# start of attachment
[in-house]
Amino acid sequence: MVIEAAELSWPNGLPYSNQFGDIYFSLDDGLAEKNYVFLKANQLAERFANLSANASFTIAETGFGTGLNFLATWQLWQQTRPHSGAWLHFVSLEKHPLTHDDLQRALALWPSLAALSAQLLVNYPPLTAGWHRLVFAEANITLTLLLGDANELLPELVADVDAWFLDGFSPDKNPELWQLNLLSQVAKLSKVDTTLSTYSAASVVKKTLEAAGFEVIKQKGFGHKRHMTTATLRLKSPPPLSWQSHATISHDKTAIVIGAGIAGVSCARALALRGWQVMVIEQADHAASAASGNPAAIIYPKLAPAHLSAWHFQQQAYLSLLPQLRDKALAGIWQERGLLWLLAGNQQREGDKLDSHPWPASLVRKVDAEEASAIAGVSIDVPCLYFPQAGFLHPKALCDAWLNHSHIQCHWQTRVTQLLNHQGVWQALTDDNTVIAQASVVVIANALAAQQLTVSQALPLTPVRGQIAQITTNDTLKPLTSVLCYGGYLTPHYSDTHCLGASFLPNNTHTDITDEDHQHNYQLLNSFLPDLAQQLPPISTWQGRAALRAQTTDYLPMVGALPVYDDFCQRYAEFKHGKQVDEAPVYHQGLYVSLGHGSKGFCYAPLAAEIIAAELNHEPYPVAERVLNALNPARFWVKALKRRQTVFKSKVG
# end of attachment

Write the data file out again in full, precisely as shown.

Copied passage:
[in-house]
Amino acid sequence: MVIEAAELSWPNGLPYSNQFGDIYFSLDDGLAEKNYVFLKANQLAERFANLSANASFTIAETGFGTGLNFLATWQLWQQTRPHSGAWLHFVSLEKHPLTHDDLQRALALWPSLAALSAQLLVNYPPLTAGWHRLVFAEANITLTLLLGDANELLPELVADVDAWFLDGFSPDKNPELWQLNLLSQVAKLSKVDTTLSTYSAASVVKKTLEAAGFEVIKQKGFGHKRHMTTATLRLKSPPPLSWQSHATISHDKTAIVIGAGIAGVSCARALALRGWQVMVIEQADHAASAASGNPAAIIYPKLAPAHLSAWHFQQQAYLSLLPQLRDKALAGIWQERGLLWLLAGNQQREGDKLDSHPWPASLVRKVDAEEASAIAGVSIDVPCLYFPQAGFLHPKALCDAWLNHSHIQCHWQTRVTQLLNHQGVWQALTDDNTVIAQASVVVIANALAAQQLTVSQALPLTPVRGQIAQITTNDTLKPLTSVLCYGGYLTPHYSDTHCLGASFLPNNTHTDITDEDHQHNYQLLNSFLPDLAQQLPPISTWQGRAALRAQTTDYLPMVGALPVYDDFCQRYAEFKHGKQVDEAPVYHQGLYVSLGHGSKGFCYAPLAAEIIAAELNHEPYPVAERVLNALNPARFWVKALKRRQTVFKSKVG